Ever thought who were the best photographers of the world? Here You Go!
1. Richard Avedon (May 15, 1923 – October 1, 2004)
An American fashion and portrait photographer Richard Avedon also practiced Reportage Photography. His fashion and portrait photography helped to define America’s image of style, beauty, and culture for the last half-century.
He has been associated with the top fashion magazines like Vogue, Harper’s Bazaar, Life, The New Yorker, etc. as a chief photographer. He did not go through the conventional way of photographing fashion with emotionless expressions of models, however, Avedon visualized models with deep emotions, and, many times, in action in outdoor settings, creating a revolution. However, towards the end of the 1950’s he became dissatisfied with daylight photography and open air locations, therefore, turned to studio photography, using strobe lighting.
Avedon also practiced advertisement photography on the sidelines for The New Yorker and album covers for the big time bands like The Beatles, The Factory, etc…
2. William Eugene Smith (December 30, 1918 – October 15, 1978)
He was an American photojournalist, renowned for his devotion to the projects and his resolute professional and ethical standards. Smith developed the photo-essay into a sophisticated visual form. His most famous studies include brutally vivid visuals of the 2nd World War, the clinic of Dr. Schweitzer in French Equatorial Africa, the city of Pittsburg, the dedication of an American country doctor and a nurse midwife, and the pollution which damaged the health of the residents of Minamata in Japan.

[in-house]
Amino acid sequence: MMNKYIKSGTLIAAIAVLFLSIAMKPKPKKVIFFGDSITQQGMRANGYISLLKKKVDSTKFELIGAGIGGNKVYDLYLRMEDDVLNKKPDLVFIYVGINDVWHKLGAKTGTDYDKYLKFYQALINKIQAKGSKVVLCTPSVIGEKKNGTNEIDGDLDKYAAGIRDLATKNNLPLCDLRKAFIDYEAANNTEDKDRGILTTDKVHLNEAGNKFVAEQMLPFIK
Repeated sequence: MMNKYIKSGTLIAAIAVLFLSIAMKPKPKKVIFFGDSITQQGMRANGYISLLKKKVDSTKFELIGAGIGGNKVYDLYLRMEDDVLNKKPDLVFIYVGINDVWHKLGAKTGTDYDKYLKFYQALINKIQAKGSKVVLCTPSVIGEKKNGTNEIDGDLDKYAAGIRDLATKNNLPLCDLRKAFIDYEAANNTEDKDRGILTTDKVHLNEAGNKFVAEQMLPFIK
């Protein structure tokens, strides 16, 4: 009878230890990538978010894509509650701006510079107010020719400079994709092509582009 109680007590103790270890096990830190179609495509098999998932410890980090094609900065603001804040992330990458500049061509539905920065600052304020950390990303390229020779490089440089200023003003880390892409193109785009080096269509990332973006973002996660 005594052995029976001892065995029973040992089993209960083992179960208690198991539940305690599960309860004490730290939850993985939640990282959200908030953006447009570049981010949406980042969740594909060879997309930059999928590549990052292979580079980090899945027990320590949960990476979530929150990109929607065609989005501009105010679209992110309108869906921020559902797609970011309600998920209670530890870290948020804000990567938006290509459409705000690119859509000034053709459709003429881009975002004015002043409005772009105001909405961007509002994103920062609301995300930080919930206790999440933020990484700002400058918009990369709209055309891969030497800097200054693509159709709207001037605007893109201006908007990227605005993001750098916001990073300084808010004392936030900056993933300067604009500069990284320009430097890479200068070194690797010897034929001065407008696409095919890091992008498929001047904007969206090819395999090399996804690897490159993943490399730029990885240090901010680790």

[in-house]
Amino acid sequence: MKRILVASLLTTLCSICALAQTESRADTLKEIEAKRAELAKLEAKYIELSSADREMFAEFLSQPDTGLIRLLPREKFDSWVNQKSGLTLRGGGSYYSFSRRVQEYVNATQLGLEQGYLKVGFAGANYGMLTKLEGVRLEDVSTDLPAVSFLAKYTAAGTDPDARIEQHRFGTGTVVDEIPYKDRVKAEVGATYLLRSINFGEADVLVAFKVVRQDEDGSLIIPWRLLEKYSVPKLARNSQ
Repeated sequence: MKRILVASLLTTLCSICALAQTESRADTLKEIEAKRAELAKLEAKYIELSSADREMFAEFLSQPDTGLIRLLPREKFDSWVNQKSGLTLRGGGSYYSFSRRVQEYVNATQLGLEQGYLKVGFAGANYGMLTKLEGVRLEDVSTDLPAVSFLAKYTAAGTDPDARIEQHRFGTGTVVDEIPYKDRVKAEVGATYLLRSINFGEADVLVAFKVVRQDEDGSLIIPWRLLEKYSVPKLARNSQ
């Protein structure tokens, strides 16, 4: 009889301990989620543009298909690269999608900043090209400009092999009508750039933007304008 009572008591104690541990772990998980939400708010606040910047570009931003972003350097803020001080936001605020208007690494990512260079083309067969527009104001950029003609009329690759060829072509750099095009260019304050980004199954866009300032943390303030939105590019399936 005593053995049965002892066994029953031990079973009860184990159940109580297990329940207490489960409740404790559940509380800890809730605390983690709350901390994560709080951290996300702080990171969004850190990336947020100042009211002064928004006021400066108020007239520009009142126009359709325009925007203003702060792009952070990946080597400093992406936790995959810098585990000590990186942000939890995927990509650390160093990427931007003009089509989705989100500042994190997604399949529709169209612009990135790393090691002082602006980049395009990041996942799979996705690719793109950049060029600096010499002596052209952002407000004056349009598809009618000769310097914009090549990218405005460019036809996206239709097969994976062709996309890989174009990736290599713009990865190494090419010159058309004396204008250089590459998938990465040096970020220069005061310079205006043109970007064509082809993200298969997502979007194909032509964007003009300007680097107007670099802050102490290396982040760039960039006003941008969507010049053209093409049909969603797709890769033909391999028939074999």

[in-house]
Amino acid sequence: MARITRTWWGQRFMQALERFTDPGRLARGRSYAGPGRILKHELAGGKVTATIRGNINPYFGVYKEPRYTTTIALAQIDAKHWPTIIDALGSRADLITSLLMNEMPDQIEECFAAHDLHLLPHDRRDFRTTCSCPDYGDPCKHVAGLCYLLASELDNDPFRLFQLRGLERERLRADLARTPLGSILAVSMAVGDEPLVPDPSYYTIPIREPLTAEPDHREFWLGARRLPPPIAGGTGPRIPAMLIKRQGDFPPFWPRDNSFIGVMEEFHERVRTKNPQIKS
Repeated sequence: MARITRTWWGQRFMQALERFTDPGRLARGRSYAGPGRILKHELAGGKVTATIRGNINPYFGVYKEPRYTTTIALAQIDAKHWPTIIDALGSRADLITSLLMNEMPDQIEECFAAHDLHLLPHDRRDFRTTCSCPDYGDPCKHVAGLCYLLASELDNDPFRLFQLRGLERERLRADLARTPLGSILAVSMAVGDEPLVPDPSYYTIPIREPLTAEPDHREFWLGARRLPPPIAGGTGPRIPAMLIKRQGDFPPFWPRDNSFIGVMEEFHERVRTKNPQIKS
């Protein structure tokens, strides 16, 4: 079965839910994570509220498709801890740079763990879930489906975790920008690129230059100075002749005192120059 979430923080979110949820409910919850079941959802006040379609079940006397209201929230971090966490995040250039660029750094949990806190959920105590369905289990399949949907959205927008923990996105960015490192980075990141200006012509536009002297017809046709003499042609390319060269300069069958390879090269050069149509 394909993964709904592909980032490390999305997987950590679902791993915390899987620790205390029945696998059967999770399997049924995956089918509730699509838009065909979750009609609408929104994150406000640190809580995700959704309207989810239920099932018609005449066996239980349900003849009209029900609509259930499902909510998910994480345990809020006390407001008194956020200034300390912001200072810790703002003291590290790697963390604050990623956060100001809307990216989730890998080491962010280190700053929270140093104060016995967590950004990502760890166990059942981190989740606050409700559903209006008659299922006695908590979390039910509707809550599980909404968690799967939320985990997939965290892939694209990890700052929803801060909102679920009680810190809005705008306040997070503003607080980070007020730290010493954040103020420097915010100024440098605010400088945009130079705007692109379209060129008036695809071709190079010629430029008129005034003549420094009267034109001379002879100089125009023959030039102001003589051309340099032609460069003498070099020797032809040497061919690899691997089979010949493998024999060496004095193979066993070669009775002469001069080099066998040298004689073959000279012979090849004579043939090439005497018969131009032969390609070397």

3. Helmut Newton (October 31, 1920 – January 23, 2004)
Helmut was a German-Australian photographer. He was a “prolific and widely imitated fashion photographer who’s provocative, erotically charged black-and-white photos were a mainstay of Vogue and other such publications.
He has received a number of awards. In 1989 he was named ‘Chevalier des Arts et des Lettres’ by the French Minister of Culture, and in 1992 he was awarded the ‘Chevalier des Arts Lettres et Science’ by Monaco. Life magazine gave him ‘Life Legend Award for Lifetime Achievement in Magazine Photography’ in 1999.
4. Irving Penn (June 16, 1917 – October 7, 2009)
Irving was an American photographer born in a Russian-Jewish family, known for his fashion photography, portraits and still lives. Penn’s career included work at Vogue magazine and independent advertising work for clients including Issey Miyake and Clinique. His work has been exhibited internationally and continues to inform the art of photography.
Penn was among the first photographers to pose subjects against a simple grey or white backdrop and he effectively used this simplicity. Expanding his severe studio surroundings, Penn constructed a set of upright angled backdrops, to form a stark, acute corner. Subjects photographed with this technique included Martha Graham, Marcel Duchamp, Pablo Picasso, Georgia O’Keeffe, W. H. Auden and Igor Stravinsky.
5. Henri Cartier – Bresson (August 22, 1908 – August 3, 2004)